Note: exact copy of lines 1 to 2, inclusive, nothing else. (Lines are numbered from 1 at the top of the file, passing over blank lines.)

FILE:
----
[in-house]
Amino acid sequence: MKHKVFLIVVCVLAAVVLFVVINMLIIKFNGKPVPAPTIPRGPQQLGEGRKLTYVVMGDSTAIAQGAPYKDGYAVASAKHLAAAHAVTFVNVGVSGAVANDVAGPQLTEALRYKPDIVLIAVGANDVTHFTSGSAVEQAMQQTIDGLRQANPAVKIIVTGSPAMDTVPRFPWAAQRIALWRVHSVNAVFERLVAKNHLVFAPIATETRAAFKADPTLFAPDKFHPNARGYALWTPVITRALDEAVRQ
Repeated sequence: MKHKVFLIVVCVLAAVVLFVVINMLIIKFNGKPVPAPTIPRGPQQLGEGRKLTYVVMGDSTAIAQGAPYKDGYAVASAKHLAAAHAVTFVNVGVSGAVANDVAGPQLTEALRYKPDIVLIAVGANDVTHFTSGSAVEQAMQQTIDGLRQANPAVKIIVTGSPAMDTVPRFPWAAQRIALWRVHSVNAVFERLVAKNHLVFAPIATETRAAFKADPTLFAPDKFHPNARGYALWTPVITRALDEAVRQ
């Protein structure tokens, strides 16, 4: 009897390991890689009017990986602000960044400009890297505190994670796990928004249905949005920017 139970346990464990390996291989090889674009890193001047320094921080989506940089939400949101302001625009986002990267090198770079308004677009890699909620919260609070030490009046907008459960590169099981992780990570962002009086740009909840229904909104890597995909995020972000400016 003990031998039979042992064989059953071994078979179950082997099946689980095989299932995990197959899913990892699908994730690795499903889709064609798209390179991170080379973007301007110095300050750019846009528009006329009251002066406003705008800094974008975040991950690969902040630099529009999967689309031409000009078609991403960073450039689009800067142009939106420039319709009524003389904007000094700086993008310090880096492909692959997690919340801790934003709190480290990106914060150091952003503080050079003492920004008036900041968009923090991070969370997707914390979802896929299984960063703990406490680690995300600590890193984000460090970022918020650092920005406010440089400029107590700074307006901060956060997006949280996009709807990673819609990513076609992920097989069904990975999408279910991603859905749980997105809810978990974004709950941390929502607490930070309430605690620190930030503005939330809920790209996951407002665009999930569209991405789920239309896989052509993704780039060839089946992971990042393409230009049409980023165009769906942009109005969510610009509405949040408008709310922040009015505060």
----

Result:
[in-house]
Amino acid sequence: MKHKVFLIVVCVLAAVVLFVVINMLIIKFNGKPVPAPTIPRGPQQLGEGRKLTYVVMGDSTAIAQGAPYKDGYAVASAKHLAAAHAVTFVNVGVSGAVANDVAGPQLTEALRYKPDIVLIAVGANDVTHFTSGSAVEQAMQQTIDGLRQANPAVKIIVTGSPAMDTVPRFPWAAQRIALWRVHSVNAVFERLVAKNHLVFAPIATETRAAFKADPTLFAPDKFHPNARGYALWTPVITRALDEAVRQ